Like I said before I still after 8 years get them and yes at times they have fluctuated between getting them when i’m out, to then going through a period where I only got them when I was home alone, to then getting them mostly at night. It is still a struggle and can be a daily struggle still at times depending on what is happening in my life however, just because I get them still after this many years doesn’t mean I haven’t improved. I know I have improved due to how I can cope much better with them now and can still continue to live a life that I want too without the panic attacks stopping me from doing what I want to do.
My main message to you all would be to listen to your body and mind and what you feel. Never shrug off your emotions and feelings as they are deeply important. If you feel you would benefit from support seek it and surround yourself with people who love and understand truly. You may feel like you don’t always have control on how you think or feel but even by making some small simple changes to your life you can see a difference in your mental health, like I said listen to what your body and mind needs maybe 10 mins to relax and think positively and calming, making a short walk to clear your head and fill your lungs with fresh air or even a pamper session, just do something you love to boost how you feel…that helps alot. I hope whoever is reading this can get a little something from my experience and please let those who struggle know that they are not alone and they are loved and surrounded by a lot of people who care 🙂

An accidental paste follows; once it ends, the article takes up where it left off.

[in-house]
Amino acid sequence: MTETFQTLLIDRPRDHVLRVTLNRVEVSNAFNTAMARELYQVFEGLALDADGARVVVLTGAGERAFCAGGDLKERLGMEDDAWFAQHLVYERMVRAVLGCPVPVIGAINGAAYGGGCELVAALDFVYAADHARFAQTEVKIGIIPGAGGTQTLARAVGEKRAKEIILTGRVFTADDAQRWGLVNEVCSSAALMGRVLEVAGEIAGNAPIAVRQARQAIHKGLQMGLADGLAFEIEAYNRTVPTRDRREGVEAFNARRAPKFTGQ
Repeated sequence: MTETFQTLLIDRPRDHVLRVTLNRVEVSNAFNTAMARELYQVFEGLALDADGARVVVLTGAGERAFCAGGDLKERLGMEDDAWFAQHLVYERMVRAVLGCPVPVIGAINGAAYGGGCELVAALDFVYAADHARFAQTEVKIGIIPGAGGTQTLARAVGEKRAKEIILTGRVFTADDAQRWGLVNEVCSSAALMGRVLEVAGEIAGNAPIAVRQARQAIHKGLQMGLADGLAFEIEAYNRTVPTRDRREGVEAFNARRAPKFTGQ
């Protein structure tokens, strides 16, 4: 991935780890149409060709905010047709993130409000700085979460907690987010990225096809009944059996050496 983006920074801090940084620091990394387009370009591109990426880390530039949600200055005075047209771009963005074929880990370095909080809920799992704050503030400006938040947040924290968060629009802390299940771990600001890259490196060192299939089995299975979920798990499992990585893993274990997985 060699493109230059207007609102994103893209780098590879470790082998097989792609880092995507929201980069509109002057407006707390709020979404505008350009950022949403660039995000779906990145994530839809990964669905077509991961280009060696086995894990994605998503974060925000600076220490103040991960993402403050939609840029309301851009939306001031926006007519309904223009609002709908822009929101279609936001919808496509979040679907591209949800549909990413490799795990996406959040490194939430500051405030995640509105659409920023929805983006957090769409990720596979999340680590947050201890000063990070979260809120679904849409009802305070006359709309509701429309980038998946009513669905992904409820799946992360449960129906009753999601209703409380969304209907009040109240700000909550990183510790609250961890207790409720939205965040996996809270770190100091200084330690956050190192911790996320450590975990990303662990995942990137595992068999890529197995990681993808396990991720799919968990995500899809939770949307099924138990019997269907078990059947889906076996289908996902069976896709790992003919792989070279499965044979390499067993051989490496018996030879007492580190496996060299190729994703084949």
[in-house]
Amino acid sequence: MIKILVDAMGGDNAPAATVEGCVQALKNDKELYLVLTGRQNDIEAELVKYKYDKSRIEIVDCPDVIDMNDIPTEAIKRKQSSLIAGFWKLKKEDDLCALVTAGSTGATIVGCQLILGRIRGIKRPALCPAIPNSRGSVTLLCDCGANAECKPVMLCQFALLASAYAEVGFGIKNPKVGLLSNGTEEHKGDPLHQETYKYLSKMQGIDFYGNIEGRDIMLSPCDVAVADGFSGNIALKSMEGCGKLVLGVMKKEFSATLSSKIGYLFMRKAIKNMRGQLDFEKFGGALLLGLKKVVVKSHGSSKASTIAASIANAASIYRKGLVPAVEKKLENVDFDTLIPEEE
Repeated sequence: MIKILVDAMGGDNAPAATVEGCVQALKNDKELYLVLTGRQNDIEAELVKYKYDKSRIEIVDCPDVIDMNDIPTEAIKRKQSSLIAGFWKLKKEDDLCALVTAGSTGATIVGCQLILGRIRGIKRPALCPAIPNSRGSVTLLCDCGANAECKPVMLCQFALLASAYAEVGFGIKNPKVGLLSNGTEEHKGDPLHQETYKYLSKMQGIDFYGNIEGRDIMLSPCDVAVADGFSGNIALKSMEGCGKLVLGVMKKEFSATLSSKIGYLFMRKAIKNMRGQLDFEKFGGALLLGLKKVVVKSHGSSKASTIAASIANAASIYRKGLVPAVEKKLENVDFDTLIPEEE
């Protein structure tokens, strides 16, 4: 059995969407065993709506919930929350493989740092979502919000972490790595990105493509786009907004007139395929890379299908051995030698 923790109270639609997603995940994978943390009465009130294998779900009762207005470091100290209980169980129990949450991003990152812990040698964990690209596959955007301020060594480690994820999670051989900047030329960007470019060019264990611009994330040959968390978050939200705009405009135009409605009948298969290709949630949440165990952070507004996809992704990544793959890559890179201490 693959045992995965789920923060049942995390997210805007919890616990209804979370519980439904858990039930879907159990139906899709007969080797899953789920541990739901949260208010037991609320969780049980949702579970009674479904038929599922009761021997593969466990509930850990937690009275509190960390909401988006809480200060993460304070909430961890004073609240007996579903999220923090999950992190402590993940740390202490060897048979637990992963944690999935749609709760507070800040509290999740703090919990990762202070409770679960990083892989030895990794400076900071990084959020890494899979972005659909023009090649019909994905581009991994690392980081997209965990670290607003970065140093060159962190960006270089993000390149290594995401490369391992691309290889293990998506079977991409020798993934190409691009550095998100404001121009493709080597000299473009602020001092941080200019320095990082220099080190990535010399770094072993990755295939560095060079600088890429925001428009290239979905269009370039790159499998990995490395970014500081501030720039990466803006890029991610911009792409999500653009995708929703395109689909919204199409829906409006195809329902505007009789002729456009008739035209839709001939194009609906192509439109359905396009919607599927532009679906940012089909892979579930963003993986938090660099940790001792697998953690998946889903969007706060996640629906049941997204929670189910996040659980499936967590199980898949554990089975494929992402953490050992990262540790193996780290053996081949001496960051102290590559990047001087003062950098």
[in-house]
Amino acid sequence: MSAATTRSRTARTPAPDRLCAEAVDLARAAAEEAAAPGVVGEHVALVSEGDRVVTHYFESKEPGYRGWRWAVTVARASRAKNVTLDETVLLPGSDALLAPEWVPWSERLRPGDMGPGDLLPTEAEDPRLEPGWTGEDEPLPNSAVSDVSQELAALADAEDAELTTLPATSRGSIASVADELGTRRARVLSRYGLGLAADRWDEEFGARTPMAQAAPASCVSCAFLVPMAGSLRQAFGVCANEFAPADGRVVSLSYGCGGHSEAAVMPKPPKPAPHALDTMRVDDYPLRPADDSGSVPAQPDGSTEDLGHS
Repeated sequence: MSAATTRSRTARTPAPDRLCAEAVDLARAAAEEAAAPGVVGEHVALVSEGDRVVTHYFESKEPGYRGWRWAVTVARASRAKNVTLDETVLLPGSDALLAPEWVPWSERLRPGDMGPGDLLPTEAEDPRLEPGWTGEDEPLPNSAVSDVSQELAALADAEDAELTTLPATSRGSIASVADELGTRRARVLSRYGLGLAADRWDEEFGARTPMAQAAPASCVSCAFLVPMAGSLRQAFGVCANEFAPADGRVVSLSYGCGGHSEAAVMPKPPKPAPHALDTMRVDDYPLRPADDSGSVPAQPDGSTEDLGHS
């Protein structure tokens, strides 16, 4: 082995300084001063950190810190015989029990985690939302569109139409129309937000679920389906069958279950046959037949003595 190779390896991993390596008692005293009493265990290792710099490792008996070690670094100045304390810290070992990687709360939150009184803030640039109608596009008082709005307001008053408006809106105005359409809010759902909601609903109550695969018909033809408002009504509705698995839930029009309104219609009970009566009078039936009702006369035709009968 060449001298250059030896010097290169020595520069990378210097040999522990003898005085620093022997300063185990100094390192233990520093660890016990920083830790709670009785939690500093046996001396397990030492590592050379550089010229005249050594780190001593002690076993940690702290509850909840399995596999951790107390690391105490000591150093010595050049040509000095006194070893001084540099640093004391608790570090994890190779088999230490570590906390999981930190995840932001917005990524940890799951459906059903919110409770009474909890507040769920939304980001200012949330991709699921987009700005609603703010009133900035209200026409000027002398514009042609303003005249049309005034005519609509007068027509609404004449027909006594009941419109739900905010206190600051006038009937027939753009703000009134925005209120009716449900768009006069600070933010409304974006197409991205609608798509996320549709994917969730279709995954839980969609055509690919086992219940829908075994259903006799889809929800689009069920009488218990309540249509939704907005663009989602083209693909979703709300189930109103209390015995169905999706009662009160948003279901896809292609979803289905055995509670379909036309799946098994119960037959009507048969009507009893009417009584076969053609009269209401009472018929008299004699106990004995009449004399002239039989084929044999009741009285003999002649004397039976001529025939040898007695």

I’ll finish up with a really strong message that has stayed with me ever since I first read it many years ago;
“Depression, anxiety and panic attacks are NOT a sign of weakness. They are signs of having tried to remain strong for way too long.”